for Officer Escajeda's alleged misconduct by:
A) maintaining a policy or custom of excessive force by
officers that is so common and widespread as to constitute a
custom that fairly represents municipal policy;
B) maintaining a policy or custom of excessive force by
officers when the officer is on notice of a victim's
mental health problems that is so common and widespread as to
constitute a custom that fairly represents municipal policy;
C) failing to properly train, supervise, or discipline
members of the [EPPD], including Defendant Escajeda, not to
use intermediate force, such as a taser, against an
individual who does not pose a threat to the officer or
others and does not display active aggression or defensive
D) failing to properly train, supervise, or discipline
members of the [EPPD], including Defendant Escajeda, on
mental health issues and how to properly assess the situation
and take action to de-escalate the situation and bring the
crisis to a non-violent conclusion where their officers have
notice and knowledge that the person for whom they are called
has mental health issues;
E) failing to institute proper procedures to ensure that EPPD
officers use appropriate de-escalation tactics so as to bring
the crisis to a non-violent conclusion in situations in which
it is known that an unarmed resident has mental health
F) failing to pursue criminal or disciplinary charges or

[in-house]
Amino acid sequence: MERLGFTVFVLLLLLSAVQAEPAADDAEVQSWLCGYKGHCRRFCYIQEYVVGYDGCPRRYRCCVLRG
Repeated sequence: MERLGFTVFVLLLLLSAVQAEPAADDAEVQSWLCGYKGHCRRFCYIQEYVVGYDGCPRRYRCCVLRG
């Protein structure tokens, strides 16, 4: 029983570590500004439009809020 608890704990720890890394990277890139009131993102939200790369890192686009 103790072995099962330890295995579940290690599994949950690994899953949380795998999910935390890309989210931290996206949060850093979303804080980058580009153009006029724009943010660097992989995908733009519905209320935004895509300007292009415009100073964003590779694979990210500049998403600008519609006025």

support criminal or disciplinary action against officers,
including Escajeda, who have deprived citizens and residents
of El Paso of their constitutional rights.
Id. Conversely, both Officer Escajeda and the City
of El Paso filed Motions to Dismiss alleging that
Plaintiffs' complaint fails to state a claim upon which
relief can be granted. Escajeda Mot. at 8; El Paso Mot. at
threshold matter, the Court notes the tension between the
holdings in Leatherman and Iqbal. See Ashcroft
v. Iqbal, 556 U.S. 662, 678 (2009) (holding that a
complaint must include enough factual allegations to state a
"plausible" claim for relief); Leatherman v.
Tarrant Cty. Narcotics Intelligence & Coordination
Unit, 507 U.S. 163, 164 (1993) (holding that plaintiffs
need only state "a short and plain statement of the
claim showing that the pleader is entitled to relief and do
not need to conform to any sort of "heightened pleading
standard ... in civil rights cases alleging municipal
liability"). Courts are split over whether to apply the
"short and plain statement" standard from
Leatherman or the "facial plausibility"
standard from Iqbal; some courts have even adopted a
hybrid approach. See Sanchez v. Gomez, No.
EP-17-CV-133-PRM, 2017 WL 4479260, at *3-4 (W.D. Tex. Oct. 6,
2017) (collecting cases and providing a comprehensive